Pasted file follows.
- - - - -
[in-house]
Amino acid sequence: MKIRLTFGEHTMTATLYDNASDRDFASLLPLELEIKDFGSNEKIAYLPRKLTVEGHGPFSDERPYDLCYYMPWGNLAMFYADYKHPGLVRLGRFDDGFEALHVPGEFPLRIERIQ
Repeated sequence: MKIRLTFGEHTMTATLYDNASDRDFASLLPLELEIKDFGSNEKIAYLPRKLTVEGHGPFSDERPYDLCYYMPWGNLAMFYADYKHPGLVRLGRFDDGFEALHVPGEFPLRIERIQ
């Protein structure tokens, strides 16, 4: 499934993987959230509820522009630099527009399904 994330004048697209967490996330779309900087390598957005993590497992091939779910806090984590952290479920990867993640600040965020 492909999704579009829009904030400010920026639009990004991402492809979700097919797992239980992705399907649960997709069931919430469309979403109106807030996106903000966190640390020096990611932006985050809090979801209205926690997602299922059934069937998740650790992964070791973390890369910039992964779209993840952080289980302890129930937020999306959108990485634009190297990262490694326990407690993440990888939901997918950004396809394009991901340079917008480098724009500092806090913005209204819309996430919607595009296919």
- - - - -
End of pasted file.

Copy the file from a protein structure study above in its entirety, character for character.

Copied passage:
[in-house]
Amino acid sequence: MKIRLTFGEHTMTATLYDNASDRDFASLLPLELEIKDFGSNEKIAYLPRKLTVEGHGPFSDERPYDLCYYMPWGNLAMFYADYKHPGLVRLGRFDDGFEALHVPGEFPLRIERIQ
Repeated sequence: MKIRLTFGEHTMTATLYDNASDRDFASLLPLELEIKDFGSNEKIAYLPRKLTVEGHGPFSDERPYDLCYYMPWGNLAMFYADYKHPGLVRLGRFDDGFEALHVPGEFPLRIERIQ
């Protein structure tokens, strides 16, 4: 499934993987959230509820522009630099527009399904 994330004048697209967490996330779309900087390598957005993590497992091939779910806090984590952290479920990867993640600040965020 492909999704579009829009904030400010920026639009990004991402492809979700097919797992239980992705399907649960997709069931919430469309979403109106807030996106903000966190640390020096990611932006985050809090979801209205926690997602299922059934069937998740650790992964070791973390890369910039992964779209993840952080289980302890129930937020999306959108990485634009190297990262490694326990407690993440990888939901997918950004396809394009991901340079917008480098724009500092806090913005209204819309996430919607595009296919």